First time I've done calligraphy from this source - it's all crazy - I think that the GIANT SWOOPS work well to distract from any mess-ups with the actual writing.

(Also apologies to His Majesty for abbreviating his name. MAH BAD.)
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This scroll is mainly based off the Hours of Philip the Good, Duke of Burgundy (c. 1454-55). The Hours contain grisaille miniatures that fill about half of each page, underneath which the customary texts for a book of hours are written in bastarda, following a large puzzlework illuminated letter.

The miniature I chose to use for the scroll is based off of a full-page color miniature from the Hours of Mary of Burgundy (c. 1477), in which a lady is sitting at an open window looking into the interior of a gothic church. Instead of depicting the church, I used a landscape from the background of the Hours of the Cross in the Très Riches Heures of John, Duke of Berry (completed c. 1485- 90).

I used ground pigments bound with glair on vellum - my first time with all period materials! WOO.

Full doumentation is in the journal entries. ^_^

Completed in January 2011.
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Based on the Grandes Heures of Jean, Duke of Berry.

This is the second time I've used this source, and I had forgotten how INCREDIBLY PAINSTAKINGLY LONG it takes to paint.

Calligraphy was done by the most excellent Isemay the Nimble.
[link]

It was for our outgoing baron at his devestiture, right before he moved far far away to another kingdom. He was one of the first people I ever met in the SCA, and he's like everyone's scadian big brother. :)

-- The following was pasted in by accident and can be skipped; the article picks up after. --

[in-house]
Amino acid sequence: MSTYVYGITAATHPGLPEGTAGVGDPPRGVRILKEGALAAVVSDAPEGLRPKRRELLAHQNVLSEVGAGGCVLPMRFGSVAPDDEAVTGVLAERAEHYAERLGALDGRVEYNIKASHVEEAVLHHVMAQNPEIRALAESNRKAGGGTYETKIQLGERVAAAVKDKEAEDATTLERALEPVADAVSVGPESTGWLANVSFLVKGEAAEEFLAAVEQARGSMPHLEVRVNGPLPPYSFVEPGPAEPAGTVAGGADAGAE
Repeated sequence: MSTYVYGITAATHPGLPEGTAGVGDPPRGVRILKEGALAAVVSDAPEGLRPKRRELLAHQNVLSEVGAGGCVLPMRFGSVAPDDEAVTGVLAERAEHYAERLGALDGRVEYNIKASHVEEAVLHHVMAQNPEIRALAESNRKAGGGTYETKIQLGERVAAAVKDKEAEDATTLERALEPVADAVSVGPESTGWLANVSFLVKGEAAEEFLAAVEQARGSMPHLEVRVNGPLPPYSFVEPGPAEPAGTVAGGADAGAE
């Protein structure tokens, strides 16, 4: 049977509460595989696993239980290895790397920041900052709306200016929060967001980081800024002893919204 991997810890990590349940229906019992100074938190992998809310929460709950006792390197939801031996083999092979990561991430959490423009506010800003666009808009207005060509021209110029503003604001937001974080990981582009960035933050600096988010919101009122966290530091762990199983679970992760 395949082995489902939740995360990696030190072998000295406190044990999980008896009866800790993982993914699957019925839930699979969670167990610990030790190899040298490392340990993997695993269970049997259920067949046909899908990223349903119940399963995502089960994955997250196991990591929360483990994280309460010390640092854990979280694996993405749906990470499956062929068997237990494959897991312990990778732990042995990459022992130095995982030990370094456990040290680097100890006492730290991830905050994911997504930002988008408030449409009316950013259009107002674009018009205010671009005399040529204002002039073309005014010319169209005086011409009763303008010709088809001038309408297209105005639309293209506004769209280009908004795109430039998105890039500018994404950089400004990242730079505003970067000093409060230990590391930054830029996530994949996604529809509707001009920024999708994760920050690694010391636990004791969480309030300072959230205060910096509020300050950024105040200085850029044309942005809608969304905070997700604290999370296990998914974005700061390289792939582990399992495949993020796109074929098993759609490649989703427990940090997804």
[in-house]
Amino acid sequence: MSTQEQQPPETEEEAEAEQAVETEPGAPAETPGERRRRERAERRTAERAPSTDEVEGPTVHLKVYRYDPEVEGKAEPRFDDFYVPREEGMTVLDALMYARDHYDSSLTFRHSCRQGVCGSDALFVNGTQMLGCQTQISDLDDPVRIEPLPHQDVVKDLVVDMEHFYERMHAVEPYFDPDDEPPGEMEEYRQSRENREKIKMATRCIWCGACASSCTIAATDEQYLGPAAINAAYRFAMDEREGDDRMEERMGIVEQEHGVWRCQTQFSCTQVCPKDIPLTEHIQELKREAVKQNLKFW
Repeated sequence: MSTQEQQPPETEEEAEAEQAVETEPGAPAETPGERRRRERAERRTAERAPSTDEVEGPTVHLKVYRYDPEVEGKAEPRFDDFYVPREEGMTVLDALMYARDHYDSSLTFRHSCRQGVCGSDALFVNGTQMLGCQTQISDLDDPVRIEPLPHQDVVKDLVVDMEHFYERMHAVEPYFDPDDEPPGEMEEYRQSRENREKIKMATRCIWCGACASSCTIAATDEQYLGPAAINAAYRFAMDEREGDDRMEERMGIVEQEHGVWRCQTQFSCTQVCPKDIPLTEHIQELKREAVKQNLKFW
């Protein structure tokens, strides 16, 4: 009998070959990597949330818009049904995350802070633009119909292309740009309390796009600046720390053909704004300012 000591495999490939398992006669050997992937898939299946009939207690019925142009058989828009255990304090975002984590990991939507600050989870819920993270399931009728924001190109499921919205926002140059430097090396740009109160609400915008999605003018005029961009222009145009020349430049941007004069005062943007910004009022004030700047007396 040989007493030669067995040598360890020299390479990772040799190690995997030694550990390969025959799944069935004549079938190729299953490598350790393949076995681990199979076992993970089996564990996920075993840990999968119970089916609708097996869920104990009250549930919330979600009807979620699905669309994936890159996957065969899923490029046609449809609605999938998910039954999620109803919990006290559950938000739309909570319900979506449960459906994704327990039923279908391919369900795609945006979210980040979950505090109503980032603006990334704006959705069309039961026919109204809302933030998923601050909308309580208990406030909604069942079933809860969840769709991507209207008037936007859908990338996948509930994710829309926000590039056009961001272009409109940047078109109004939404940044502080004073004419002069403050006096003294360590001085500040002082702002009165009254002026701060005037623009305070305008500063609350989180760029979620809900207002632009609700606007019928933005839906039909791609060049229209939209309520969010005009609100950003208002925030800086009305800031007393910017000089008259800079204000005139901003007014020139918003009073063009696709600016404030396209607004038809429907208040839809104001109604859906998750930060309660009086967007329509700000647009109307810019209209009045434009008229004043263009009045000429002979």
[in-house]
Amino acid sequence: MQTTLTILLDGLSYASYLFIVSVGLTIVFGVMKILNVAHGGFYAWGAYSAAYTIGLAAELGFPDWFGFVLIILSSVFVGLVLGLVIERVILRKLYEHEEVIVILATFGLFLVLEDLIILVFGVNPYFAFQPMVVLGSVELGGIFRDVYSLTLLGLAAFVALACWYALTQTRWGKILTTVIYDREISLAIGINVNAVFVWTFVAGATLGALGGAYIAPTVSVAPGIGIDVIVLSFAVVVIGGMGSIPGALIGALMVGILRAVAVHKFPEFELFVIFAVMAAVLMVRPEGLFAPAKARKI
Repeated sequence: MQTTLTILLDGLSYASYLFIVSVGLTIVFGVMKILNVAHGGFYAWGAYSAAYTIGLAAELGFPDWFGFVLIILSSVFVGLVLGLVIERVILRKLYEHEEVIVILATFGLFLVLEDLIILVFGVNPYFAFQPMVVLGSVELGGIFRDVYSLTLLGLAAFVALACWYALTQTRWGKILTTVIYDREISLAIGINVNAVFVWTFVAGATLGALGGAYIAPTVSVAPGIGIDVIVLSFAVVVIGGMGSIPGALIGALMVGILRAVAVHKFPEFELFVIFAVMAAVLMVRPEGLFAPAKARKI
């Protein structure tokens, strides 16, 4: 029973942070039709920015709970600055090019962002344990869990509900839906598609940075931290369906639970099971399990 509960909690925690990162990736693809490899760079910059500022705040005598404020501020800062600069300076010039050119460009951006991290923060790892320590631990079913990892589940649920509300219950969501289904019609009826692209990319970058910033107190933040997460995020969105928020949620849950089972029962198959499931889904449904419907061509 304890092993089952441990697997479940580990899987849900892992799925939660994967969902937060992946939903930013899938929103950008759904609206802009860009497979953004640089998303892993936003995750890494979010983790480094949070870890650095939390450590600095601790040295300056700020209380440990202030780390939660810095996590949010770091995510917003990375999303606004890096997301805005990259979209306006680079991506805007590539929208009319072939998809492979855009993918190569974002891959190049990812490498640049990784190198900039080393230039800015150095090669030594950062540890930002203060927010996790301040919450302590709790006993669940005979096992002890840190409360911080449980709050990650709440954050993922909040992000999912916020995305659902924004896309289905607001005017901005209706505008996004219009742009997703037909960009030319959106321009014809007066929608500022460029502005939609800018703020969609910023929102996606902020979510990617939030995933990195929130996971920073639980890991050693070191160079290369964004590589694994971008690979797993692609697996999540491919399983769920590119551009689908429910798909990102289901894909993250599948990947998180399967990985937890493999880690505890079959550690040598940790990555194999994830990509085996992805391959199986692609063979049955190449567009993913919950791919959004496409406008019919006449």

The miniature is based off of the fresco equestrian portrait of Guidoriccio da Fogliano, c. 1328-30, in Sienna:

[link]
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This is a Silver Chalice award for my friend Lauren, who is moving out of barony. She's an art history major and this is her first scroll, so obviously I couldn't decide on a single type of illumination to go with for her. I knew she wouldn't be picky about periodicity, though, so I ended up combining everything I thought she'd like and making this scroll that makes all the C&I Laurels' eyes bleed. ^_^

It has elements from Greek black figure pottery, the Book of Kells, various bits of gothic illumination, an illuminated letter based off a 15th century Italian book page, and an out-of-SCA-period Japanese print from Hokusai's 36 Views of Mt. Fuji series.

There's a silver chalice in each different chunk of illumination, as well as a tardis, a dalek, and a violin that is supposed to allude to Sherlock. Tiny people watching a tiny tv playing Barbarella at our local scriptorium.

Lots of nonsense. :)
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I don't think I'd done a dragon's heart before, but this one was done for my friend Elianora. Greatest surprise setup ever.
Original: Holkham Bible Picture Book a prayer book from South East England, 1327-1335
More info can be found on my Blog: manuscriptjunkie.blogspot.com/